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Part two of a two-part series in understanding the implications of how our brains perceive social interactions in the workplace
By Troy Holt
Leaders should motivate, influence and teach others. Knowledge of how the brain interacts in the workplace gives leaders diagnostic tools that allow them to inspire incredible results. Understanding the brain leads to better decision-making and problem solving, enhanced ability to regulate emotions, improved collaboration with others and a greater ability to facilitate change.
Part one of this series discussed how our brains perceive negative reactions in the workplace. The most primal of reactions originate in the brain stem. Higher-level thinking occurs in the neocortex. Part two examines solutions and strategies for keeping our team members in the neocortex and functioning at high capacity.
In a 2008 NeuroLeadership Journal article titled, “SCARF: a brain-based model for collaborating with and influencing others,” David Rock developed a model of social rewards and threats and provided a framework for understanding how interactions between team members affect each person in very deep ways. SCARF is an acronym for key needs that help people better navigate the social world in the workplace:
These five elements are environmental factors that the brain is always monitoring, mostly below conscious awareness, and activate either the “primary reward” or “primary threat” circuitry in the brain. For example, a perceived threat to one’s status activates similar brain networks as a threat to one’s life. In the same way, perceiving an increase in fairness activates the same reward circuitry as receiving a monetary reward.
Strategies for Staying in the Neocortex
How often do leaders make it a priority to cultivate the brain functions that allow for more creativity, innovation and imagination? Keeping in mind the principles of SCARF, we can amplify the reward feeling and reduce the threat response in our employees’ brains. This will help elevate them into the neocortex and allow them to be more creative, innovate and imaginative.
Here are some strategies for keeping employees in the neocortex:
Encourage self-feedback – often when you give an employee critical feedback on areas for improvement, they respond very defensively and argue because their brains unconsciously perceive this feedback as a threat to their status (the “S” in SCARF). Move this situation from threat to reward by encouraging a conversation in which an employee can give feedback to himself or herself. Get people to ask questions about themselves and tell you what they think. Their feeling of status will increase and they will move to an unconscious feeling of reward.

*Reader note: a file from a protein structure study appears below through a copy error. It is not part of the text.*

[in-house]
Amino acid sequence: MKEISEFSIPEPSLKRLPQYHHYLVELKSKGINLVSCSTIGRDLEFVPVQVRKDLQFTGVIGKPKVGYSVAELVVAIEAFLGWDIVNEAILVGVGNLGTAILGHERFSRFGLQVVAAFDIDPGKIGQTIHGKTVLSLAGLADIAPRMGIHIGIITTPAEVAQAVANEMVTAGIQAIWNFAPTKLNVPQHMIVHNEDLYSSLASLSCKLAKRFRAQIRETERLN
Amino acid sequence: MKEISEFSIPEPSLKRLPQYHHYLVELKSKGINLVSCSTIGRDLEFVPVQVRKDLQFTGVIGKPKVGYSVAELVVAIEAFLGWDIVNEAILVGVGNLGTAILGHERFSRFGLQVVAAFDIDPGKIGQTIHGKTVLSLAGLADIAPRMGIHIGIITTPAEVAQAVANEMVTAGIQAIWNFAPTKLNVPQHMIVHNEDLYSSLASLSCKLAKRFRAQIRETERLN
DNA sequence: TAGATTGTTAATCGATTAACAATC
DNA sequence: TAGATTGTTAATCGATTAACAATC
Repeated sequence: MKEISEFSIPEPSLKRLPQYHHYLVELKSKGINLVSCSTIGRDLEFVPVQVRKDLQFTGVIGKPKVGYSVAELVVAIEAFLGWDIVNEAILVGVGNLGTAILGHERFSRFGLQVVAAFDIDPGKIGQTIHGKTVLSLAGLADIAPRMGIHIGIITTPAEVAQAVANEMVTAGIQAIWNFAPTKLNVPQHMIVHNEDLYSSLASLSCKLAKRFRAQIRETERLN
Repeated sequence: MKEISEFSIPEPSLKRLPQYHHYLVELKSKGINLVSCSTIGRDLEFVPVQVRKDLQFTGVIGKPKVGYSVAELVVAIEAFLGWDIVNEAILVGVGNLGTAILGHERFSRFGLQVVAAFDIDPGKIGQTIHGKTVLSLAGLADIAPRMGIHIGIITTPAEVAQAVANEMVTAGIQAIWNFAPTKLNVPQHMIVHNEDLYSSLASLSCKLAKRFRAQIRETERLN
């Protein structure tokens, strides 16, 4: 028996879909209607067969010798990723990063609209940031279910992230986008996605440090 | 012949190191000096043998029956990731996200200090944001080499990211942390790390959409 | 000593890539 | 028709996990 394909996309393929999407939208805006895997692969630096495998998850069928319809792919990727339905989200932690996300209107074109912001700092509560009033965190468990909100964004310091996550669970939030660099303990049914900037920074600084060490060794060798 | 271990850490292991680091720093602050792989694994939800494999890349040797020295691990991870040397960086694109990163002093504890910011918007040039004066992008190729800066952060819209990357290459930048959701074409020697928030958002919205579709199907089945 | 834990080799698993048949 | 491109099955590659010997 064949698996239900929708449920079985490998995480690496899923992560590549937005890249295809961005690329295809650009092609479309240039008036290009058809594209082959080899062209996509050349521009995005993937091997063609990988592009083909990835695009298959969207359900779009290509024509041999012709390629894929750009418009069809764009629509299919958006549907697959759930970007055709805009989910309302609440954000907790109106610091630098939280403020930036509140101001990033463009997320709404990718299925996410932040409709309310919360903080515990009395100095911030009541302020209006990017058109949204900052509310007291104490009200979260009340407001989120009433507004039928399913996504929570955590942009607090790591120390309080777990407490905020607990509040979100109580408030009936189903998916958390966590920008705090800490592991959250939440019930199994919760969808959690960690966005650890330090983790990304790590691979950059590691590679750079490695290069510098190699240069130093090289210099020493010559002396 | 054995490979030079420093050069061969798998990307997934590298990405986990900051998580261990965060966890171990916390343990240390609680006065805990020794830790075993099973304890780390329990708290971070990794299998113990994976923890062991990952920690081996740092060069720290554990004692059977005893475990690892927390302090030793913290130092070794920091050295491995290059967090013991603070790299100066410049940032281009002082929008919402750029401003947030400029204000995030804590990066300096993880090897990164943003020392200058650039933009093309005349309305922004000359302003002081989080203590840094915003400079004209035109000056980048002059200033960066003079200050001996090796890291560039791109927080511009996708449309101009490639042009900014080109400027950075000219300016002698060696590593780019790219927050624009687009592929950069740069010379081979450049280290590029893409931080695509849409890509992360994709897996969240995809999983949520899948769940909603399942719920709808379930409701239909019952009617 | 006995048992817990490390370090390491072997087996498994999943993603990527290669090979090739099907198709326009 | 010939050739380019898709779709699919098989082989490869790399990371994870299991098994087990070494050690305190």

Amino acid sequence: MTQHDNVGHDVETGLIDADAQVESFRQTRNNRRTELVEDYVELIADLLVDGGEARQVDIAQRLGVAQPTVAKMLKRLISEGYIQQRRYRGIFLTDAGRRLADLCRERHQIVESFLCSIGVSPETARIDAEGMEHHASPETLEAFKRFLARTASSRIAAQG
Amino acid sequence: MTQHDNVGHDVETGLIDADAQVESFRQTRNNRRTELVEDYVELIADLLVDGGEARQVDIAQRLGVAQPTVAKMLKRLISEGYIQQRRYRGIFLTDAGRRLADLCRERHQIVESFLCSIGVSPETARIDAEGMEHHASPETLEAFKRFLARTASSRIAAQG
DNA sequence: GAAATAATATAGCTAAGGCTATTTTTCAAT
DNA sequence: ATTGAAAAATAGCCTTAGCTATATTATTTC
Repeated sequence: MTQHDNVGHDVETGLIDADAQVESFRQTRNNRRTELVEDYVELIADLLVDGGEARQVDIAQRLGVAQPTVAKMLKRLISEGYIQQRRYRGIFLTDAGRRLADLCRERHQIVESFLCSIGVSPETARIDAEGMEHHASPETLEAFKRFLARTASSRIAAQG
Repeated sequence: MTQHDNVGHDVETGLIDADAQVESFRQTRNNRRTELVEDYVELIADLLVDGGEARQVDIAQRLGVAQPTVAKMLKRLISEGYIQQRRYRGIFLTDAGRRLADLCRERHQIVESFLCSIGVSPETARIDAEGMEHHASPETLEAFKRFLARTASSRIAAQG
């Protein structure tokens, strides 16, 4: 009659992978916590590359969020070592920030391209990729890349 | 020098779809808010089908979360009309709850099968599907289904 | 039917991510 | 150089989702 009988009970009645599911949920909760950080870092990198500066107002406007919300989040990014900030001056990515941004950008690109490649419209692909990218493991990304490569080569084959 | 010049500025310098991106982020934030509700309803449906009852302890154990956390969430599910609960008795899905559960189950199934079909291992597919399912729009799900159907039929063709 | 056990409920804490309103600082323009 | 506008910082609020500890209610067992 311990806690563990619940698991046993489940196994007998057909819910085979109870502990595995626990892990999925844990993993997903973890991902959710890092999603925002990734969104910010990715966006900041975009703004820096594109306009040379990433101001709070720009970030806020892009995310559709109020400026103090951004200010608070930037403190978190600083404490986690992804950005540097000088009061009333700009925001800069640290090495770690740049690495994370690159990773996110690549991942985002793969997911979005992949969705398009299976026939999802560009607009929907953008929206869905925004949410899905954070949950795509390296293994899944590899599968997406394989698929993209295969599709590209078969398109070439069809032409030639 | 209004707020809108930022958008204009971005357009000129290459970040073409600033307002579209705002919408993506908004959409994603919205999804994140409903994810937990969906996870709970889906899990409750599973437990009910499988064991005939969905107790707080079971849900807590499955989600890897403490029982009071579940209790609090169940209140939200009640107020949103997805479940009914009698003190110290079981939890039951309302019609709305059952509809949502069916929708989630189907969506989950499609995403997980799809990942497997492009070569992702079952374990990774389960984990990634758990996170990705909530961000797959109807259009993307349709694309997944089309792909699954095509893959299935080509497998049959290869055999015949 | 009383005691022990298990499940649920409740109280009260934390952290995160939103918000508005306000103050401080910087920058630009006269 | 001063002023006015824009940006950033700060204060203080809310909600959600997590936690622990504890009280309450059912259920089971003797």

Eliminate ambiguity – uncertainty of any kind generates a danger response in our brains. Our brains are certainty-creating machines…always trying to predict what will happen next. Give clear expectations about what will occur and what you expected from people. This provides far more certainty (the “C” in SCARF).
Always give choices – when we feel that we have no control, no choice and no autonomy (the “A” in SCARF), our stress level is high. However, when we are in a stress situation and we gain some level of control, choice or autonomy, our level of stress comes down dramatically. We need to know that we have choices, even when it appears that there are not any choices.
Create bonding opportunities for team members – when we first meet someone, our brains automatically and unconsciously perceive a threat. Think about how it feels to enter a room full of people you have never met. You feel a bit uncomfortable until you have talked with two or three others, then your level of relatedness (the “R” in SCARF) goes up and your stress goes down. When we have a few moments of bonding with another person, we experience an oxytocin effect and our brains categorize the other person as “like us” instead of “not like us” (e.g., friend vs. foe). This can manifest in the workplace when team members have not had sufficient opportunity to bond and move beyond the threat stage with each other. Incorporate trust-building activities to create a bonding experience and establish common ground.